It would appear that the May-June rains have arrived on the coastland – as always, a bit after they would have already descended on our interior regions. After our experiences in the last few years, this event, which would normally be welcomed, does tend to raise some apprehensions in the minds of the ordinary folk.
The scenes from the floods of 2005 are not easily erased from the mind. But our meteorological officials have told us that, this year, the amount of rainfall would be “near normal,” and our Agricultural officials have assured us that they are ready to deal with any eventuality.
Huge sums have been allocated in the Budget: some $392 million of the annual total of $1.7 billion will be expended during this period alone. Pumps will be installed, our capacity to store the water in the Demerara Conservancy will be boosted, and canals will be cleared.
But a nagging doubt remains. Perhaps it arises out of the remembrance that all those same promises were made in the past, but that somehow, when the waters poured out of the sky, all our preparations were for naught.
It is not, in our estimation, that our officials are not well meaning, but the sad truth is that there are too many slips between the cup and the lip when it comes to keeping us dry. One of the major culprits that have brought about this contingency is the appalling lapse in discipline exhibited by those entrusted with what one would have thought was a simple task: to monitor the drainage and conservancy system at key points, such as kokers and dams.
We have been assured that, “in addition to the 32 monitoring staff of the EDWC, an additional 160 persons will be employed to enhance the monitoring activity during the mid-year rain period.” We hope that the monitoring staff will be themselves monitored.
Too often, after the billions have been expended, we read of some attendant not being at his post and causing major flooding, resulting in the destruction of additional billions in crops, livestock and clean-up charges. The supervisors of these attendants must be willing to get out of their offices and motivate their charges in maintaining a high level of vigilance during the next few months.
The breakdown in discipline is not confined to the governmental employees entrusted with the task of D&I, but extends to our entire society.
It should not have surprised anyone that, during the shorter rainy season in the latter part of last year, the Government had to rush in with emergency arrangements to drain a village on the East Coast that suddenly became inundated, because the residents had blocked their entire drainage system with abandoned vehicles, concrete bridges and various and sundry garbage.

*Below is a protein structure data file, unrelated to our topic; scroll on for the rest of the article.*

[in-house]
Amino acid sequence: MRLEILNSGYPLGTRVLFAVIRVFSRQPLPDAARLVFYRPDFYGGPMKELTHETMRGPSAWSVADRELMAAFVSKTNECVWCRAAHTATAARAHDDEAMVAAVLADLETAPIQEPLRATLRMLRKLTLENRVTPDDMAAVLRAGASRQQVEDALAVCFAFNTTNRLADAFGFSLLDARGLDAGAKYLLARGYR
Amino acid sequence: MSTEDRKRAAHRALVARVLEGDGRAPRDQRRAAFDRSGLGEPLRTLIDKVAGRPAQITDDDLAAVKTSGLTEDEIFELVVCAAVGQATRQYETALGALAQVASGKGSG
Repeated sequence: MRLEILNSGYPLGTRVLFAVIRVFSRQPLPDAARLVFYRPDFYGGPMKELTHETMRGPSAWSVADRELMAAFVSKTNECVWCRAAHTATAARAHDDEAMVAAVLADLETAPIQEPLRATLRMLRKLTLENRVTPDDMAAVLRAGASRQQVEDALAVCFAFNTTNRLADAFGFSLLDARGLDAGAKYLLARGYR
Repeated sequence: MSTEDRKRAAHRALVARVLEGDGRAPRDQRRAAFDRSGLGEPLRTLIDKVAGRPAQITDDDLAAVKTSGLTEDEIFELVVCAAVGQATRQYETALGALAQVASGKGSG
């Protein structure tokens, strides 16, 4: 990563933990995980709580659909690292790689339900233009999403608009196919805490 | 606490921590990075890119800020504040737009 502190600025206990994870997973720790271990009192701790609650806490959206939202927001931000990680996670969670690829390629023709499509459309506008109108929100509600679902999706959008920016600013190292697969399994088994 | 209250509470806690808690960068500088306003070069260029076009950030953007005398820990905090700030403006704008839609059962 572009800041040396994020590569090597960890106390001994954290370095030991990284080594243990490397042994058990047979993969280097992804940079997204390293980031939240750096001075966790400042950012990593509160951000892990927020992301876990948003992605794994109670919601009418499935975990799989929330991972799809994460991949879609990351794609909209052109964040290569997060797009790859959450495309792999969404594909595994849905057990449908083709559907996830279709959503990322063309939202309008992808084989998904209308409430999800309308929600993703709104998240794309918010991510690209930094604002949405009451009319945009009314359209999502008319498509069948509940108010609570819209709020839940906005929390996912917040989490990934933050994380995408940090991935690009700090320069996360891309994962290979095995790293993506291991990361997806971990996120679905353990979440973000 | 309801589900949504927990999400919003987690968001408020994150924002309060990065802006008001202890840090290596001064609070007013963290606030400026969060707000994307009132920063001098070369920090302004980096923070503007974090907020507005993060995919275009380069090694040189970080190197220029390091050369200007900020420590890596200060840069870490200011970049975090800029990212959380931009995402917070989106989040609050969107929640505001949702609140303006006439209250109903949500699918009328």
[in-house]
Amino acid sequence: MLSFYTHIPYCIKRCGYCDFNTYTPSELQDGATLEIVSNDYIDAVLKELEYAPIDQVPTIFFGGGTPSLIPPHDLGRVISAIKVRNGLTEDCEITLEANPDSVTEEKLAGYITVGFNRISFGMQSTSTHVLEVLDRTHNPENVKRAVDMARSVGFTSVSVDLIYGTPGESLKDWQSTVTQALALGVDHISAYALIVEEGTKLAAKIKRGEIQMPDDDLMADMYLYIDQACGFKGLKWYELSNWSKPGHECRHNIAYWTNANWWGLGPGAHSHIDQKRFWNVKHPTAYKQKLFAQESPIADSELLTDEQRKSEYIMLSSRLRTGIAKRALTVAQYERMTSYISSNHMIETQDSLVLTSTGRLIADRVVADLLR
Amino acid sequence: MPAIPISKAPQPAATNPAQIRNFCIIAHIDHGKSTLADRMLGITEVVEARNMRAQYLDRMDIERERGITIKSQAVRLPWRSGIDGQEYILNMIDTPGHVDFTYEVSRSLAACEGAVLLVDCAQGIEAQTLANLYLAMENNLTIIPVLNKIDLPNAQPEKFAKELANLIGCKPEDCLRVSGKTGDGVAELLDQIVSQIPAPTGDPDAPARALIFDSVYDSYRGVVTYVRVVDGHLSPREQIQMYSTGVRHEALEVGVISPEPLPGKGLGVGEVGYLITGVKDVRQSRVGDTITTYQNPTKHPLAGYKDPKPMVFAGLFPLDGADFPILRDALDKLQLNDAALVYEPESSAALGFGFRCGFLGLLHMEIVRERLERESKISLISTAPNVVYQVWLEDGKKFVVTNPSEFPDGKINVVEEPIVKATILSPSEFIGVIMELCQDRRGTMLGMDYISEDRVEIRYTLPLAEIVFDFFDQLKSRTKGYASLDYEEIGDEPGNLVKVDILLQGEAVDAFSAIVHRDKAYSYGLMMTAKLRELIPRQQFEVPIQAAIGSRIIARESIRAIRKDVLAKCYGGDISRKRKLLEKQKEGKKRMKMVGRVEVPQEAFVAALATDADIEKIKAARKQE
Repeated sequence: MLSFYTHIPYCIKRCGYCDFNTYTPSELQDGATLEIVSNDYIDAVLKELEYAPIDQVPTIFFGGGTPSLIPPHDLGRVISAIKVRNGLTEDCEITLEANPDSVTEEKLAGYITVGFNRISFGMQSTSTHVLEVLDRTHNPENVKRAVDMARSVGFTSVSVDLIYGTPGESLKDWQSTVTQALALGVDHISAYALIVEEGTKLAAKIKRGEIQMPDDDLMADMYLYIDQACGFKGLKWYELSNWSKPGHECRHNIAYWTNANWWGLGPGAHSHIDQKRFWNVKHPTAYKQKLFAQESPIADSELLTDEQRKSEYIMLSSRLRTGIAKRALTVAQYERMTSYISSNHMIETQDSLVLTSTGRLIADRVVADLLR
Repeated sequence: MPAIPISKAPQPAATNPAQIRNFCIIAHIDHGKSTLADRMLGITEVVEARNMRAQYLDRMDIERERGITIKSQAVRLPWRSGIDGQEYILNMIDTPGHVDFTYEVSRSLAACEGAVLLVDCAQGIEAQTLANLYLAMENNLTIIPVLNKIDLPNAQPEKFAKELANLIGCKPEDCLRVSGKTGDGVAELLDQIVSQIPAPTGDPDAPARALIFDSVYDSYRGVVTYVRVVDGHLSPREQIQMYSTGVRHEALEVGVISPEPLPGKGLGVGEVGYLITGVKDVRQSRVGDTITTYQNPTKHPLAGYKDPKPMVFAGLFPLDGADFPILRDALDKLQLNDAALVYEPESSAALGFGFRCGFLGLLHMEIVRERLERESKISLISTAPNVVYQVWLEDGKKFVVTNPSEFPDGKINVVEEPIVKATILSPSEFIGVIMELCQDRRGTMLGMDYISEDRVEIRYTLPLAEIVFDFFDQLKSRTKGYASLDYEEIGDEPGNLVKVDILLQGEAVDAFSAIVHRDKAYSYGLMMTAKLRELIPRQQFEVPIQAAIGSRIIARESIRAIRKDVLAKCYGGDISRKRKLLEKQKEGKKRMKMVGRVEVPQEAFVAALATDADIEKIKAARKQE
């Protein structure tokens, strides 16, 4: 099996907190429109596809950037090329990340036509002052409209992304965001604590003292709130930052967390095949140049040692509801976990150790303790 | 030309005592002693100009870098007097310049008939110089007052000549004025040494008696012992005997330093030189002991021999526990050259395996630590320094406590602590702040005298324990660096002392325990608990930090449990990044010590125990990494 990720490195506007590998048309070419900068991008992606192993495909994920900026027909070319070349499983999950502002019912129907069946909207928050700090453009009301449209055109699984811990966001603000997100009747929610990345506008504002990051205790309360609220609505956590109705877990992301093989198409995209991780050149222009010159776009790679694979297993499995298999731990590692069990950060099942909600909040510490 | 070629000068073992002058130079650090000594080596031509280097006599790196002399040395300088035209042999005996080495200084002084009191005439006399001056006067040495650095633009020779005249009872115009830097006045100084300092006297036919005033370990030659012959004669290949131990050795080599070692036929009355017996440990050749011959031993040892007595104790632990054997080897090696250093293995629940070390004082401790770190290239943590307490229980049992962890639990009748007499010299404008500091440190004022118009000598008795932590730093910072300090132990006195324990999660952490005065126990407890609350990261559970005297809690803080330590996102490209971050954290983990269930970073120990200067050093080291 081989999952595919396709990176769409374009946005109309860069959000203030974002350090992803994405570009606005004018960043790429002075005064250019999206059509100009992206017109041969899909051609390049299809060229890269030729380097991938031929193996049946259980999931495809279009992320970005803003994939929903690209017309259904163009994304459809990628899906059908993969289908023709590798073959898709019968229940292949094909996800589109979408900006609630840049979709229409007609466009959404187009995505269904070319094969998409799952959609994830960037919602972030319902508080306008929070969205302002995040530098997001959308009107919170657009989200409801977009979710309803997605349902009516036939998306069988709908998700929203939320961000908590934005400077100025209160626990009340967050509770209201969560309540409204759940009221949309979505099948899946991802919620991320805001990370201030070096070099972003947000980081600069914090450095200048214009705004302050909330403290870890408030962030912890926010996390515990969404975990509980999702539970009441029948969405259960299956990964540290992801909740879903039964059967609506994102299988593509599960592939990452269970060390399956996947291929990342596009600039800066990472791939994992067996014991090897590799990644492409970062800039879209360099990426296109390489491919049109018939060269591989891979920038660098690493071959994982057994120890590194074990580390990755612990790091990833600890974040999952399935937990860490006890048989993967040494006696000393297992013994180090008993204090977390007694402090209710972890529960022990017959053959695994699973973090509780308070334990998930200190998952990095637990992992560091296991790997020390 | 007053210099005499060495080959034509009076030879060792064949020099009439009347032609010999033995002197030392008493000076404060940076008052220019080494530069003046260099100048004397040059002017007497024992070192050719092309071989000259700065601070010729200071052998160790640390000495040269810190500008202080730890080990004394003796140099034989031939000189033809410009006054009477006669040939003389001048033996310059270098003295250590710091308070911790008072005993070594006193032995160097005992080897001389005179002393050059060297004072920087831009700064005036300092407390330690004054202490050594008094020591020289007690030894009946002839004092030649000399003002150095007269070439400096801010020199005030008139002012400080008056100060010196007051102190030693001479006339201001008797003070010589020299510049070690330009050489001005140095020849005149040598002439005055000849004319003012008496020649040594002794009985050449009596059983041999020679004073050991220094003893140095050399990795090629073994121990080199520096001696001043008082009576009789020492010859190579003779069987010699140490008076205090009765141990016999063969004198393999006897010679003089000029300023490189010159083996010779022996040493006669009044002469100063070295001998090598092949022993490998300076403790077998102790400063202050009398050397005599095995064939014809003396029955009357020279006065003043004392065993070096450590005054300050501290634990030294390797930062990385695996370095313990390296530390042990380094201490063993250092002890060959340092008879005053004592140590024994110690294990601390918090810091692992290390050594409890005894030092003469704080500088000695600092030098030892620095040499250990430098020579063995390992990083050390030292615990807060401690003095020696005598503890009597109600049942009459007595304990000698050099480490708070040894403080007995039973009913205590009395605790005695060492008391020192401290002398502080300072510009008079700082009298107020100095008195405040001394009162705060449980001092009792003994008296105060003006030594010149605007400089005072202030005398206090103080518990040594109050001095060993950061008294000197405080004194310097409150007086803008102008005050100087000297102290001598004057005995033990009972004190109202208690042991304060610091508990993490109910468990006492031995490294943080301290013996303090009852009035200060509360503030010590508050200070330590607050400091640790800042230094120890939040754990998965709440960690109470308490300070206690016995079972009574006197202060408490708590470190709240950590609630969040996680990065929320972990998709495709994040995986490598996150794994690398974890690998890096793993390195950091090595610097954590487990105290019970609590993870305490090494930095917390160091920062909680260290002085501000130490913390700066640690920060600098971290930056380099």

We are all guilty of similar behaviour. We, as a people, will have to appreciate that we are literally living in a huge trench formed by the sea walls on the north and the dams of several conservancies on our south.
No matter what we do, when the rains come down, the water has nowhere to go until the next low tide, when the kokers can be opened.
In the interval, if we have blocked drains and culverts that carry the water to canals and trenches, and then filled up those canals and trenches that acted as reservoirs, we ought not to be surprised that water will soon rise above our ankles and beyond.
We are hoping that the precipitous rise in food prices and the commensurate increase in kitchen gardens will focus the minds of our people in maintaining discipline: vegetables will perish if their roots are water-logged. And this brings us to the larger picture that demands a greater vigilance to keep out the water.
The opportunities open to us as a nation with the global shortage in food and grains will be lost if we cannot get our water drainage woes behind us. As we have emphasized repeatedly in our editorials, our interior is not as fertile, or accessible, to us at this time as the coast, where most of us reside.
If we all accept that it is a national imperative to control our propensity to flooding, then we may be able to make hay during the May-June rains, even when the sun isn’t shining.
Apr 24, 2019Following a challenge thrown out by President of the Guyana Cycle Federation (GCF) Horace Burrowes and being inspired by Differently Able cyclist Walter Grant-Stuart who competed at the inaugural...
Apr 24, 2019
Apr 24, 2019
Apr 24, 2019
Apr 24, 2019
Apr 24, 2019
I began to suspect, shortly after the attempt by the new Vice Chancellor of UG in 2016 to rent a Georgetown building for... more
By Sir Ronald Sanders Imagine the scene if people with little hope of a better life in Caribbean countries could... more
Editor’s Note, If your sent letter was not published and you felt its contents were valid and devoid of libel or personal attacks, please contact us by phone or email.
Feel free to send us your comments and/or criticisms.
Contact: 624-6456; 225-8452; 225-8458; 225-8463; 225-8465; 225-8473 or 225-8491.
Or by Email: [email protected] / [email protected]